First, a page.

Monday, November 7, 2011

The Individual vs. Community: A Good Change?

“Our goal for this report is to encourage reflection and public discussion on how we might incorporate these core principles systematically across curricula and across the divide between in-school and out-of-school activities.” –Jenkins, 57

            Jenkins’ “Confronting the Challenges of Participatory Culture: Media Education for the 21st Century” offered great insight into “participatory culture”. I found myself really engaging in the text and connecting a lot of the examples to my personal life. I think the authors did a great job really explaining the purpose of their article, what each term was, and how they could be translated into the classroom for teachers or future teachers.
            This article poses the idea of a participatory culture, which is defined as a “culture with relatively low barriers to artistic expression and civic engagement, strong support for creating and sharing ideas one’s creation and some type of informal mentorship whereby what is known by the most experienced is passed along to novices” (3). Basically, it’s a “community” with limited rules or instructions on creative expression and engagement because there is a strong support of making and sharing ideas. The people in this community feel safe and they believe that their contribution matters. They feel connected to one another forming a close bond allowing them to learn and grow. They talk about four different participatory cultures: affiliations like Facebook or message boards, expressions like fan fiction writing, collaborative Problem-solving like Wikipedia, and circulations like blogging. These are all ways that participatory culture can exist. Can they co-exist in the classroom?
            As with everything else, there are downsides or concerns with this idea. The participation gap meaning there is unequal access of the Internet for all students, which is probably a big issue for most teachers, the transparency problem, which challenges the youth to see clearly how media shapes our perceptions, and the ethics challenge, which traditional forms of professional training that prepare youth for roles in media the media or public. I’m not sure how teachers would deal with these issues. Is there any way to get around them?
            Everyone today worries so much about the dangers of using technology in the classroom and how it will make students reliant and dependent—that they might not know how to read and write “correctly” anymore. Jenkins writes, “It matters what tools are available to a culture, but it matters more what that culture chooses to do with these tools” (8). I think this is key in integrating technology into the classroom—choosing how and when to use the tools that will help engage students in the learning. This worry about endangering traditional forms of reading and writing is highlighted when Jenkins says, “Much writing about twenty-first century literacies seems to assume that communicating through visual, digital, or audiovisual media will displace reading and writing. We fundamentally disagree. Before students can engage with the new participatory culture, they must be able to read and write” (19). Students won’t forget or abandon reading and writing, they will be using them in a new way—a way that they are accustomed to and a way that will help them to really connect with the text. I agree with Jenkins that traditional forms of reading and writing won’t be pushed aside; they will be expanded on and used in different context for our fast-changing world. Students should learn to work around all the modes of media since it plays a major role in our society even the world today.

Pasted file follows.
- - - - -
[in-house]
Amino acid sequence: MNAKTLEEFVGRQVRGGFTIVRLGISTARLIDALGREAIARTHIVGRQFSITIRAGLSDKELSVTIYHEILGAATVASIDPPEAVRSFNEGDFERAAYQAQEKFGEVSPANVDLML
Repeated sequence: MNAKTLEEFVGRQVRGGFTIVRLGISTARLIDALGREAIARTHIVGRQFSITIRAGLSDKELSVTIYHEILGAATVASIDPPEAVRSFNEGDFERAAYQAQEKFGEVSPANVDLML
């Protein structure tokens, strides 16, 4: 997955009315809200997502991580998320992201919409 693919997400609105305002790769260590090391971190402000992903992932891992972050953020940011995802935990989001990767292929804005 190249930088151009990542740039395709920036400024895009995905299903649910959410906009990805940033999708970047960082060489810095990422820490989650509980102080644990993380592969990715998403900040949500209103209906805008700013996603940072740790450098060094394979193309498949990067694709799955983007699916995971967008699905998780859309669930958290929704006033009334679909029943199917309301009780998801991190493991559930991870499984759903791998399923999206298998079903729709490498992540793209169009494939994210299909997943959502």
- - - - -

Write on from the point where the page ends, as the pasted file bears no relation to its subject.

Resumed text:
Why are educators afraid of new technologies? They are after all the remediation of older concepts even classic authors like Homer used and adapted ideas from Greek mythology to construct The Iliad and The Odyssey. How can students in this day and age stay engaged in a text that they think they can’t relate to? One of Sara Kajder’s students said, “I don’t get the words, and they don’t matter to anything I care about” (48). How do we make them care about the text? Is this even possible? Jenkins offers a valid point about engagement. The article talked about how in order for students to be engaged, they have to participate in play because fun leads to engagement. They state, “Play, as psychologists and anthropologists have long recognized, is key in shaping children’s relationship to their bodies, tools, communities, surroundings, and knowledge. Most of children’s earliest learning comes through playing with the materials at hand. Through play, children try on roles, experiment with culturally central processes, manipulate core resources, and explore their immediate environments. As they grow older, play can motivate other forms of learning” (22).
Obviously I’m not saying that school should be fun and games, but how can we make it fun for students to engage them so they can think critically about texts that “don’t matter to anything they care about”? I find this interesting because anything that has really stuck with me over the years has been something that I had fun doing or engaged in finishing. I did a reenactment of a battle in World War II and I still remember the facts from the video. I wrote a paper on the physical and psychological effects of drunk driving because my friend nearly died in a drunk driving accident—I actually liked researching for that paper because I was interested and engaged in learning more. What kinds of “games” can English teachers adapt? Kajder gives one example of having students create board games to walk readers through the plot or a theme. I think other creative assignments other than games could work well too. Kajder used storybooks, the redesigning of book covers, or collages with images or text. Games and performances allow students to identify with characters and immerse themselves in the story like with blogging or character journals.